this is Ethan's story (and the start of Small Babies)

Our journey began in January 2012 when my son Ethan was born prematurely at 26 weeks. Like most NICU parents we suddenly found ourselves in a world far different from what we had imagined life with our newborn would be. Instead of bringing home a healthy baby, our days were filled with oxygen stats, cares, tube feeds and celebrating every weight gain - even when it was just a few grams.

At birth Ethan weighed 900g (2lbs) and was 34cm long. I was lucky enough to have been in hospital for a week leading up to his birth, in that time I was given two doses of steroids which made a huge difference to his lung development. Ethan was ventilated for just under two days, then they tried him on CPAP and he managed to cope. Despite being extremely premature we're fortunate that he never had major health problems, he mainly needed to grow. He had one session of phototherapy (the blue lights for jaundice) and needed four blood transfusions, which is pretty common for prems as they can't make their own red blood cells. Ethan's last transfusion was done at 5 1/2 weeks old, just before his 6 week immunisations.

Finally after 8 weeks in NICU Ethan was off CPAP and put onto high flow instead, another big milestone. It was great to get rid of those huge CPAP tubes that covered his face and I'm sure he hated those nasal prongs. Knocking them out of place and sleeping with his mouth open drove the nurses crazy some days!!

Slowly he graduated through the stages, replacing his oral feeding tube with a nasal gastric tube, transferring to a SCBU unit closer to home, moving onto low flow oxygen, and one at a time the monitoring decreased. You get used to relying on them so much and listening out for the alarms - for weeks afterwards I'd check on him constantly to be sure he was still breathing!

Ethan came home in mid April, two weeks before his due date and weighing just on 3kg. He needed low flow oxygen for the first few months to help him cope over winter, but has now been discharged by all his specialists. Ethan is still very little for his age but we are lucky to now have a happy and healthy (and did I mention extremely active??!!) eight year old.




At 6 1/2 weeks old our little boy graduated from his incubator and I could dress him in clothes. We spent ages disconnecting his oxygen to awkwardly pull tops over his head, trying to figure out how to feed the bundle of monitor leads out of the way while keeping everything else taped in the right position. On that day I realised something that really stuck with me. Dressing a premature baby was pretty damn hard!

In the NICU, milestones such your baby wearing clothes are a really big deal, each one symbolises another step towards that ultimate goal of bringing your baby home. Yet instead of celebrating Ethan's first-ever outfit with something completely adorable, our little guy was bundled up in four bodysuits from the tub of hospital supplies. He didn't look at all like a cute little newborn, the clothes were far too big and all those layers seemed to be making him uncomfortable.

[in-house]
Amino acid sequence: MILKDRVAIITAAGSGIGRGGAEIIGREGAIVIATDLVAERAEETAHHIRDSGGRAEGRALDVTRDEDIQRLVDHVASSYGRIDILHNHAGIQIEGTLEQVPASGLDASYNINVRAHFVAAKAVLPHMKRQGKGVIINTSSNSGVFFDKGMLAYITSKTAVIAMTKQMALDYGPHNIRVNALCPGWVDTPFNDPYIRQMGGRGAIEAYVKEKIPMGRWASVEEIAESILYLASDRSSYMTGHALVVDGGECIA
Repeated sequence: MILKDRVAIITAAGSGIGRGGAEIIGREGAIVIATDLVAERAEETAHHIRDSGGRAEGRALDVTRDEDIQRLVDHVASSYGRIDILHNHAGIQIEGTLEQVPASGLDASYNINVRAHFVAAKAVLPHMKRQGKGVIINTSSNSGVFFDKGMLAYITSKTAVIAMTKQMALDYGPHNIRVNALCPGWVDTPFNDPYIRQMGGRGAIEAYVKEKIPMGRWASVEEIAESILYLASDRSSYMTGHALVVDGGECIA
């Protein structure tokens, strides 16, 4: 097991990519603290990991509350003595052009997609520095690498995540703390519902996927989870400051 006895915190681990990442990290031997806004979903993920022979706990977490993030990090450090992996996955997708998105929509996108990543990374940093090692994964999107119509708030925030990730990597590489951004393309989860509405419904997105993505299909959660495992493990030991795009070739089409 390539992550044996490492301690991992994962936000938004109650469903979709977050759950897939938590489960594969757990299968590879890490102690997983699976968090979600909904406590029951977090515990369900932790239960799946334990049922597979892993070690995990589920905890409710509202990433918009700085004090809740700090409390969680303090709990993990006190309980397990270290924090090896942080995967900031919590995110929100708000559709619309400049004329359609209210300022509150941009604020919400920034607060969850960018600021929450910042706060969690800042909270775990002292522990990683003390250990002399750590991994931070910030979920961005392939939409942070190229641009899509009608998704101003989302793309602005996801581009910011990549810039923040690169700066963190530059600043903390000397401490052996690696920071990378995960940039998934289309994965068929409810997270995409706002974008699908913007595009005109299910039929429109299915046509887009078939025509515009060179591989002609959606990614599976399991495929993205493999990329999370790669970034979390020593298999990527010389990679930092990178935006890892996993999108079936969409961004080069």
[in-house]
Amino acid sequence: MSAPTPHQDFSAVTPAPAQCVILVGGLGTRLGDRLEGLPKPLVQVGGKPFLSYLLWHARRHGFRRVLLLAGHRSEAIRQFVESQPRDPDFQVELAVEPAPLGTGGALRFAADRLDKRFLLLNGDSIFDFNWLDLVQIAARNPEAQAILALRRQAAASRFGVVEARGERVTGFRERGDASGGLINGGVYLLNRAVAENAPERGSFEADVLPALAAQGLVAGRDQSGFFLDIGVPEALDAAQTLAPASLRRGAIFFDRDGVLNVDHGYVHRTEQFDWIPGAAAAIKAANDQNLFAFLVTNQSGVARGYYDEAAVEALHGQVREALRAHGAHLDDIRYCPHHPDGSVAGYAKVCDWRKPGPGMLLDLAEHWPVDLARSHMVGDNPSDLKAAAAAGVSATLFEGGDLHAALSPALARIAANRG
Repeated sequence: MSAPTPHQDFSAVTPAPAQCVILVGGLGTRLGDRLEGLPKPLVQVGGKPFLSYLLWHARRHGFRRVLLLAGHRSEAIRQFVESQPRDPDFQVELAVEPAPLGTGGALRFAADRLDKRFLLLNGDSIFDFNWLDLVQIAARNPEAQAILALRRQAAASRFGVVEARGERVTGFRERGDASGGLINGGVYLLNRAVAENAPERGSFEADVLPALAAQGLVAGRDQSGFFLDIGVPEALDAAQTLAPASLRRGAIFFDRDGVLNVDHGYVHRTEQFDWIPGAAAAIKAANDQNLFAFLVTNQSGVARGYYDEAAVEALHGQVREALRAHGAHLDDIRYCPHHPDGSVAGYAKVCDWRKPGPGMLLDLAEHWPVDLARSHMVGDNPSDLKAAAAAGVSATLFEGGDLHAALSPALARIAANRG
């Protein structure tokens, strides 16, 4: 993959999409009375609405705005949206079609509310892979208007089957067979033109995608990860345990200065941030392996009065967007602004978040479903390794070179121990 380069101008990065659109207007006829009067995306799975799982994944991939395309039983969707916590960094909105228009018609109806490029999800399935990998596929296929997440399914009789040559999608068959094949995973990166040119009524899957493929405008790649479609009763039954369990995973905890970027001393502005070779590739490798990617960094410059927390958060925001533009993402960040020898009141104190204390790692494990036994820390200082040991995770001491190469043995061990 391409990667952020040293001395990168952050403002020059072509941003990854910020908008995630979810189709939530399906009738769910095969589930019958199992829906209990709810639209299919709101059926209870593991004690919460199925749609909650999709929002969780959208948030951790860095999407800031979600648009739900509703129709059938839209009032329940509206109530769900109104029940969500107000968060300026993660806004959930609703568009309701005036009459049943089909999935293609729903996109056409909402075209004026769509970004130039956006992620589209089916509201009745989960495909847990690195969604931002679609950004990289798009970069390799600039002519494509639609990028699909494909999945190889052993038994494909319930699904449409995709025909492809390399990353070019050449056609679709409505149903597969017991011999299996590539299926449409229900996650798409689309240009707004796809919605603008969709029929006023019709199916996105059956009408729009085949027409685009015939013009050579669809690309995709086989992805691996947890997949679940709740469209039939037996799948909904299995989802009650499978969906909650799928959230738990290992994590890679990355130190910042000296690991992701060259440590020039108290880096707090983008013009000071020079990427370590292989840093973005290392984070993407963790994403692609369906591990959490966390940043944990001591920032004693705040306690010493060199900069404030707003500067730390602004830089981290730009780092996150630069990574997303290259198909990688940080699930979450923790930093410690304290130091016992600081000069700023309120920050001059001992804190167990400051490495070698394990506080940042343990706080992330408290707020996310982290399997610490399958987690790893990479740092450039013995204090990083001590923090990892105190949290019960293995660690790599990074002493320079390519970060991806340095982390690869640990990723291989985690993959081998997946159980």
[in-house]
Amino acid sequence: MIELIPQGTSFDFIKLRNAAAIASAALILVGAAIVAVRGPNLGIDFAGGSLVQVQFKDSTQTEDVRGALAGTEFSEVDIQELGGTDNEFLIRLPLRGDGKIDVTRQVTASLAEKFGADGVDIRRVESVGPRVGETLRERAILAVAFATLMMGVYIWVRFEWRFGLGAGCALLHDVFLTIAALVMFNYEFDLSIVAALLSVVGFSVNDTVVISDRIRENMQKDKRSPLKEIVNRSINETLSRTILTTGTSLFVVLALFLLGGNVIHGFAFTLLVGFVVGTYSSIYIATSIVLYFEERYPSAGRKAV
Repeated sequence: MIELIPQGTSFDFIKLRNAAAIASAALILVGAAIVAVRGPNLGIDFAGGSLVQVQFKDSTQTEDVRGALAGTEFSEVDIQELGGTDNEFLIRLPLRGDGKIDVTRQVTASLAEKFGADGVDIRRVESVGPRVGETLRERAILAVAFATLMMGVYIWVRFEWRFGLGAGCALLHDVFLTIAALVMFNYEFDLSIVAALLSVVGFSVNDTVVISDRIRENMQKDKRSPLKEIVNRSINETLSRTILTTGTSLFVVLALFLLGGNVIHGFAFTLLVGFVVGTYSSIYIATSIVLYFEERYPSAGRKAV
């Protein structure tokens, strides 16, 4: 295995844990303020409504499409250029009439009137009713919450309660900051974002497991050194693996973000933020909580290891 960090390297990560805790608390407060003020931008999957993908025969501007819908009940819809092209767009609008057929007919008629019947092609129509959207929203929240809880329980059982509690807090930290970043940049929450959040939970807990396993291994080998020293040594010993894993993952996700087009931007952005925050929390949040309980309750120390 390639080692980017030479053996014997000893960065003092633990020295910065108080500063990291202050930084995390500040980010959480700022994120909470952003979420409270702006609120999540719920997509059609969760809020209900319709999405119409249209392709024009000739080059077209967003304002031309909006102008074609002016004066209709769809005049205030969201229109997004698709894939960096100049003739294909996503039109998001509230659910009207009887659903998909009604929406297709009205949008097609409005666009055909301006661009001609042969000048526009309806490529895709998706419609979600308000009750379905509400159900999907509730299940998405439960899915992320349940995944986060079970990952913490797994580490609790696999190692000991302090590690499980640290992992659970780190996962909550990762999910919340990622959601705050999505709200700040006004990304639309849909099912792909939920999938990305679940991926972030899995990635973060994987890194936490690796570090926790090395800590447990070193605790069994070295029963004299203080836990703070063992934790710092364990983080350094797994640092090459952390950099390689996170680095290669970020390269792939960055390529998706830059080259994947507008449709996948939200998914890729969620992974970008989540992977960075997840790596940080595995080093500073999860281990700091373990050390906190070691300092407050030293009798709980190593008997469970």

You’d have thought that surely there was a better option than the hospital clothes, right? Unfortunately not, and we searched everywhere! Most of what we found needed to pull on over baby’s head, the sizing was ridiculous, there were zips, polyester fleece, and scratchy labels that would quickly irritate baby’s skin. Nothing seemed to have been made with consideration of how delicate and fragile a premature baby is.

And so my mission (and Small Babies) began. I understand that premature clothing must be super soft and cosy, practical for dressing around baby’s medical equipment, and accurately sized. Even though it was frustrating and awkward for us to dress our premmie, doesn’t mean it needs to be difficult for other parents.

Each and every item is carefully selected with the NICU in mind - many have been designed with the help of neonatal staff, they make it simple to dress your baby, and the nurses truly love them!! No matter how small your baby is there are plenty of gorgeous outfits, so new parents can happily photograph and show off every important milestone during their baby’s hospital journey. And finally, we choose clothing made from ultra-soft fabrics like certified organic cotton and Woolmark standard merino to keep your precious baby warm and comfortable.

If you’re a NICU parent - or a proud grandparent, aunty, uncle or friend - perfect clothing and special gifts for the tiny baby you love are now easy to find. We're also stockists of Octoprem, NICU Journals, Premmie Milestone Cards and more, which help babies and their families throughout their time in hospital to home. 

While you’re browsing the website remember to check out the free resources and links to support networks, and if you need help I’m only a message away. I hope that you find something here for your baby (or babies!) and wish you all the best for your journey together.

Stephanie xx